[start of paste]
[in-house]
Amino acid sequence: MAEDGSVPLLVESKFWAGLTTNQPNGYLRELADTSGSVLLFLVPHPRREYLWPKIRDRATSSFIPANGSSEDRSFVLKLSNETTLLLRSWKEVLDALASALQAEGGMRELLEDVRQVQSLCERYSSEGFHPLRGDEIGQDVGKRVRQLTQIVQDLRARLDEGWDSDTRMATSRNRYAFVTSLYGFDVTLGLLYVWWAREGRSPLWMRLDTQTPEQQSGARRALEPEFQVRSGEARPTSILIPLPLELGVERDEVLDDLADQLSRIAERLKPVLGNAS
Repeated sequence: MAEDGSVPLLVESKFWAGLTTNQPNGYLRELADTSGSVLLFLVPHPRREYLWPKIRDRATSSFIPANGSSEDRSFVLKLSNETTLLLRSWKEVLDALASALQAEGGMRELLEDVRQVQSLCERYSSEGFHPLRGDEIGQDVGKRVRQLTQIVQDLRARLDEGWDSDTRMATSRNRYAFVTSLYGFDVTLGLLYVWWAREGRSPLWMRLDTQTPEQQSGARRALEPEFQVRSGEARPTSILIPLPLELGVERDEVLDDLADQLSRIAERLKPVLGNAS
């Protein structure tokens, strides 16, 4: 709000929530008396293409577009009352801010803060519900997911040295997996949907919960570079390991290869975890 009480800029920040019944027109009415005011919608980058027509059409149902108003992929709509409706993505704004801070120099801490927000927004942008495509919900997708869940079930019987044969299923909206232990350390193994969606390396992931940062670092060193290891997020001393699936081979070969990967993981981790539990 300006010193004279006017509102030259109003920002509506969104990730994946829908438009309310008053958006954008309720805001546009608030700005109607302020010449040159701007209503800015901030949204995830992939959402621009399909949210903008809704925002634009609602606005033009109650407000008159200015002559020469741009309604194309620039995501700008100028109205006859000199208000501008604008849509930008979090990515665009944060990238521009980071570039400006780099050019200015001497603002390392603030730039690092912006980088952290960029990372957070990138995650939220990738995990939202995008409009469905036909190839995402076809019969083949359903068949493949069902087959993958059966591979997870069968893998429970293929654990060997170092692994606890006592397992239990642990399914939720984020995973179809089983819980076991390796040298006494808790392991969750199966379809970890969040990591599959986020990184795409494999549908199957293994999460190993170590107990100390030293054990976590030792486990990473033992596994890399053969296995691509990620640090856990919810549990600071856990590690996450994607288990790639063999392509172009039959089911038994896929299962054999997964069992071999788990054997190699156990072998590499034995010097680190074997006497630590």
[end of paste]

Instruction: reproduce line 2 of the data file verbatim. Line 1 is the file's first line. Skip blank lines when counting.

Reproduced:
Amino acid sequence: MAEDGSVPLLVESKFWAGLTTNQPNGYLRELADTSGSVLLFLVPHPRREYLWPKIRDRATSSFIPANGSSEDRSFVLKLSNETTLLLRSWKEVLDALASALQAEGGMRELLEDVRQVQSLCERYSSEGFHPLRGDEIGQDVGKRVRQLTQIVQDLRARLDEGWDSDTRMATSRNRYAFVTSLYGFDVTLGLLYVWWAREGRSPLWMRLDTQTPEQQSGARRALEPEFQVRSGEARPTSILIPLPLELGVERDEVLDDLADQLSRIAERLKPVLGNAS